That's right: The Miz. I don't care if he's off shooting The Marine Part XL or on the precipice of paternity leave. It doesn't matter that he's not in contention for a world title any time soon, or that he's left his poor Miztourage of Bo Dallas and Curtis Axel to fend for themselves during his absence. He is still a leader. In fact, he's been the de facto leader of Raw for most of the past several months, stepping up when others were hurt or stuck in storyline limbo, taking his licks against the biggest names in the biz and coming out scathed but frequently hoisting Intercontinental gold above his shoulders. Mike Mizanin and that prestigious belt have become synonymous over his frankly illustrious decade-plus career, itself an improbable manifestation of a publicly documented quest to flower from Midwest naïf to eponymous sports entertainer.
Granted, Miz did possess the IC strap for much of 2016, but he and that title were mired in middling, post-Mizdow feuds with Dolph Ziggler, Apollo Crews, Darren Young, Kalisto and even Zack Ryder. He was effectively holding place while John Cena and A.J. Styles duked it out over who was SmackDown's dominant face, and as the women's revolution took root and new talent like Baron Corbin parted seas and made a splash.
But something started to turn around the time he took Daniel Bryan to task on an episode of the late, lamented Talking Smack that August. Viewers, and apparently WWE producers and writers, were reminded that the then-35-year-old veteran had plenty left to vent and prove. He gamely finished out his pre-designated 2016 programs, including an overdue button on he and Ziggler's zig-zagging rivalry. By then, buoyed by the onscreen chemistry between he and real-life wife Maryse, the wheels were in motion for one last rush to the top of the card.
A Chris Jericho-like, 32-minute stay of endurance at 2017's Royal Rumble cleaned the slate, and Miz and Maryse spent the rest of that road to WrestleMania making the most of a blockbuster mixed-gender beef with John Cena and Nikki Bella. Pre-filmed vignettes featuring the power couple parodying their adversaries' Total Divas personae didn't always hit the mark, but Miz proved he's the only active man on the roster that can stand toe to toe opposite Cena in an extended live promo. (Though, as always, Cena's jujitsu in putting competition over by putting them down is like no other.)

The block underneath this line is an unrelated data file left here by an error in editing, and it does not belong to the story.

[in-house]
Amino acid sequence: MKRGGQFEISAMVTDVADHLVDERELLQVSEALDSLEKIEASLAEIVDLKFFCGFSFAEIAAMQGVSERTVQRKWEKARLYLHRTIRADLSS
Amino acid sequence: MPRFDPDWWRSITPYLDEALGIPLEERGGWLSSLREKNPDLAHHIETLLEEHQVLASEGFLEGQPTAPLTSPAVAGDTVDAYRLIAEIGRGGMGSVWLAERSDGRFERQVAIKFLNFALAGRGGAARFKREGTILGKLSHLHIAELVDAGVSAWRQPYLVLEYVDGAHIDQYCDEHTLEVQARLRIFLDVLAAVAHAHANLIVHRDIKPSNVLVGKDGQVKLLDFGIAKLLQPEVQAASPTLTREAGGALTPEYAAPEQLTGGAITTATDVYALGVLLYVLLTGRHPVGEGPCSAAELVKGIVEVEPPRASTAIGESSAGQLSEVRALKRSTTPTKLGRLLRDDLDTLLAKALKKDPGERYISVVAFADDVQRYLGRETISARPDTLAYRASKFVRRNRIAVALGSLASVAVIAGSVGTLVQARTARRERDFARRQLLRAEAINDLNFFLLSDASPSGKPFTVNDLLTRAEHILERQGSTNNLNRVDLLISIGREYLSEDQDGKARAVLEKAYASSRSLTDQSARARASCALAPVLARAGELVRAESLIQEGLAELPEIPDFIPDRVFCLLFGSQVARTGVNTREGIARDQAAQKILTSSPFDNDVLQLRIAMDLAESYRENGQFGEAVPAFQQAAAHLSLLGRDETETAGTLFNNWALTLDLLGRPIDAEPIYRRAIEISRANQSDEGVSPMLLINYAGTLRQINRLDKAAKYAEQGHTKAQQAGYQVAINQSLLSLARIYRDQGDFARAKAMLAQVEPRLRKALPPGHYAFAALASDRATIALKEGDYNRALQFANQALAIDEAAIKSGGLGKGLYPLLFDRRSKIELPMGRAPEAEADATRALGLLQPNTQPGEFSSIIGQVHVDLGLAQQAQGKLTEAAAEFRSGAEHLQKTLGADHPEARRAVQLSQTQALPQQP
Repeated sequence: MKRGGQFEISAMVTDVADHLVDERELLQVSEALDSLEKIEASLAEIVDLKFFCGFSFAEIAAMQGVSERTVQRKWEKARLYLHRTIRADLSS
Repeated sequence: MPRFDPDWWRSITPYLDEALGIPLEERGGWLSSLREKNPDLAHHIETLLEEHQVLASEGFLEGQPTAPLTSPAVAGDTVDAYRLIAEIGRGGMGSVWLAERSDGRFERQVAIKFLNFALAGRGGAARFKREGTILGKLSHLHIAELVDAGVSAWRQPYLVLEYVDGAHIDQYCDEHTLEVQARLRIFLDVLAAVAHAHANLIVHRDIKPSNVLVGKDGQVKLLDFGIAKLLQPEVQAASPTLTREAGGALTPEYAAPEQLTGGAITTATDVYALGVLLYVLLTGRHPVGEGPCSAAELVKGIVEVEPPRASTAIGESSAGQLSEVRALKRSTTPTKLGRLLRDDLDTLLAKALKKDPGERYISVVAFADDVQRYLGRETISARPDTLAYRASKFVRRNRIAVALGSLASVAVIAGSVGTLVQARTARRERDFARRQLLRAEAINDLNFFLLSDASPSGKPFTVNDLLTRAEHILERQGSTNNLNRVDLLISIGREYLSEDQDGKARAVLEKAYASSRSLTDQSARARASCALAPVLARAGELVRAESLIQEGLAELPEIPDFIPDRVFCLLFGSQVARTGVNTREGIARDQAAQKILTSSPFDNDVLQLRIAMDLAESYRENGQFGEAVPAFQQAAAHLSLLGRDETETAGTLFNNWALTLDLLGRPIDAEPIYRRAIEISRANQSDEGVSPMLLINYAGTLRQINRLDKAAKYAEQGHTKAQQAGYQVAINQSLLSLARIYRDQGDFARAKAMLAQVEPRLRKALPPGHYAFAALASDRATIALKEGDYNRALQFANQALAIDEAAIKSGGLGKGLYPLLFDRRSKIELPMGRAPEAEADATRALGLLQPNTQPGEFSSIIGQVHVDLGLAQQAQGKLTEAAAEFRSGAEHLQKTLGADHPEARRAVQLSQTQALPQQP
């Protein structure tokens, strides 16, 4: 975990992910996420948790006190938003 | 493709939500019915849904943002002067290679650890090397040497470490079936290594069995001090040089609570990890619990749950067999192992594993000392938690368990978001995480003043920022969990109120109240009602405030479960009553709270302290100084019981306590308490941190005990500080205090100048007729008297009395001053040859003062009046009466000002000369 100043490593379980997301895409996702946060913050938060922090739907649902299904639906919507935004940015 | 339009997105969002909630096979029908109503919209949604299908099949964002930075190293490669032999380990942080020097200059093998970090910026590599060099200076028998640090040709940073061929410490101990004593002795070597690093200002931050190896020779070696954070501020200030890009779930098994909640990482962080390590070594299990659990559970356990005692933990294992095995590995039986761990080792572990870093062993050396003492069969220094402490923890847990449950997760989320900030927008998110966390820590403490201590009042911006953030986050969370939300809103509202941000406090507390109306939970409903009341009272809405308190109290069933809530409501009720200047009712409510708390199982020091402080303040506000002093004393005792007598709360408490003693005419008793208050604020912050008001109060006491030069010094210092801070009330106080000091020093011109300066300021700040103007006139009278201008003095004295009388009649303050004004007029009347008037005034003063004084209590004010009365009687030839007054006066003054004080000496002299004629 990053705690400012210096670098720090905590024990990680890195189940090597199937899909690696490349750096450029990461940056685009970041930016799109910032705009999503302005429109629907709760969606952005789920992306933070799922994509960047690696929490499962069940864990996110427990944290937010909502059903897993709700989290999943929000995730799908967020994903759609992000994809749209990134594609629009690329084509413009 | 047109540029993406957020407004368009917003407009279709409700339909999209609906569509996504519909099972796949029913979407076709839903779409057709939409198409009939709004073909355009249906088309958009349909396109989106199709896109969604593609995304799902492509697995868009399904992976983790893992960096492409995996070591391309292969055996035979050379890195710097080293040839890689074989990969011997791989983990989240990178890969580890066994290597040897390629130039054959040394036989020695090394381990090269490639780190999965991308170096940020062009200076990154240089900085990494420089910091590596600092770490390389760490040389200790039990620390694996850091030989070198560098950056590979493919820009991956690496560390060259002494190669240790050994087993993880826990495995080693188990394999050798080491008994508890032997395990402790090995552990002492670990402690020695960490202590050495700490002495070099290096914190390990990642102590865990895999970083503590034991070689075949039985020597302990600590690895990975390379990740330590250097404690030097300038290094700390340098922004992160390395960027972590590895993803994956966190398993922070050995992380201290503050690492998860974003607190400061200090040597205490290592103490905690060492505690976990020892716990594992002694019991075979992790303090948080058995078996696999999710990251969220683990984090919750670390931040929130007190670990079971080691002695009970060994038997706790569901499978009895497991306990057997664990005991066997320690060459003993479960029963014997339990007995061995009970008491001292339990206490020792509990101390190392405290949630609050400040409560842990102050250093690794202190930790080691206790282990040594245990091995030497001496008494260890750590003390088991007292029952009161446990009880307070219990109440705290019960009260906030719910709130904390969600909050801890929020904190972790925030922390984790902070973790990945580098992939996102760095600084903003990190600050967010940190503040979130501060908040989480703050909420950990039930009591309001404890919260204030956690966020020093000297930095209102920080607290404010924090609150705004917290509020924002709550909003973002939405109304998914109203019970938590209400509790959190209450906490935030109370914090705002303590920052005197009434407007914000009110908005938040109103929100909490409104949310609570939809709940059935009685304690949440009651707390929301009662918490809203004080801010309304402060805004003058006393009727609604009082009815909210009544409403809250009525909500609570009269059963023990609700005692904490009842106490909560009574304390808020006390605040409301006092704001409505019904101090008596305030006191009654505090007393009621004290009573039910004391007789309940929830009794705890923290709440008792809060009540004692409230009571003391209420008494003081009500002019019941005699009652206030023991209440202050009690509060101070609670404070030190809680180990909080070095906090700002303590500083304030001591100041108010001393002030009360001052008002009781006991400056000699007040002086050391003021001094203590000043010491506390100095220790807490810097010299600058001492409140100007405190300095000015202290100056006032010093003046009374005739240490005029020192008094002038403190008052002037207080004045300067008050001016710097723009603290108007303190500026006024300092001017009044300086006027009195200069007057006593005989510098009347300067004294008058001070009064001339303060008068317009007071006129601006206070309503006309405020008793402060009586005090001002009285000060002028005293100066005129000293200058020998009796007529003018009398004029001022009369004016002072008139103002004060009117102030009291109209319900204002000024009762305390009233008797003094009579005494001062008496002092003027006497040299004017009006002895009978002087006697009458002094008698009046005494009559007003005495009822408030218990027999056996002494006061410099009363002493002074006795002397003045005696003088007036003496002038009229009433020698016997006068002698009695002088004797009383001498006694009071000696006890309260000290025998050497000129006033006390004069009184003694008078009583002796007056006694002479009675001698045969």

Cena and Nikki, as we know, went MIA for some months. But before newly pregnant Maryse joined them on the extended-hiatus list, she helped pass the torch of Miz companionship to two idiots named Curtis and Bo. That summer, the four of them – now back on Raw, where there was still room for old pros – spun a disastrous Dean Ambrose angle involving a provocative bear (bunnies are so 2014, after all) into the beginnings of a sycophantic faction that revived the careers of two WWE legacies lost in transition. It also helped make possible myriad scenarios in which Miz could insert himself into the main-event picture. (Think an updated Seth Rollins/J&J Security for 2017.)
And thing was, Miz's matches all year – whether squaring off against Super Cena, a healthy Finn Bálor, somewhat adrift Roman Reigns or frequent foil Ambrose – were absolutely dynamic. Like no other heel save Kevin Owens, now safely across the divide on SmackDown, Miz became locked in between the ropes. He was executing innovative offense that rebuked Cena's accusations of derivative skills, while staying 100 percent in character as a sneering, sneaky, smart and underappreciated worker.
As it happens, Cena's not wrong: Miz does crib from former mentor Ric Flair, but not merely by applying figure fours. He has that oily, finer-things flash down cold, catching you off guard with his physicality and cunning. Mizanin makes no bones about having honed his chops at acting classes after first failing to conquer Tough Enough in 2004. Nor does he hide the fact that all those repeat appearances on Real World spinoffs was his way of learning how to fake it till he made it. The Mike Mizanin we see slaying guests like Enzo Amore on MizTV is, paradoxically, more of a genuine callback to the goofy (and, yes, sheltered) Real World kid we met in 2001 than the poised camera presence still hosting new iterations of The Challenge. And just as ironically, the very thing that forestalled his legitimacy in fans' and peers' eyes – i.e. those inauspicious MTV beginnings – is what so many young wrestlers today are working toward achieving tomorrow. The Miz and wrestling's critical mass have finally met halfway, and judging by his past 12 months, there's fertile ground ahead.
The Best of the Rest:
Runner-Up Wrestler of the Year (Male): Braun Strowman
Runner-Up Wrestler of the Year (Female): Pick 'Em – Alexa Bliss
Tag Team of the Year: The Usos
Comeback of the Year: Jinder Mahal
One-Night-Only Face Turn of the Year: Neville
Overdue Title Run of the Year: Natalya
Most Overdue Yet-to-Be Title Holder of the Year: Nia Jax
Most Welcome Loss of Sanity of the Year: Matt Hardy
Best Fake Onscreen Authority of the Year: Stephanie McMahon
Gamesmanship of the Year: The Ascension
Most Promising Youngster of the Year: Chad Gable
Eeriest Entrance of the Year: Asuka
Most Bittersweet Exit of the Year: James Ellsworth
Most Improbably Awesome Match of the Year: Survivor Series' Team Angle Vs. Team McMahon
Actual Match of the Year: New Day vs. The Usos
Best Posture: Kurt Angle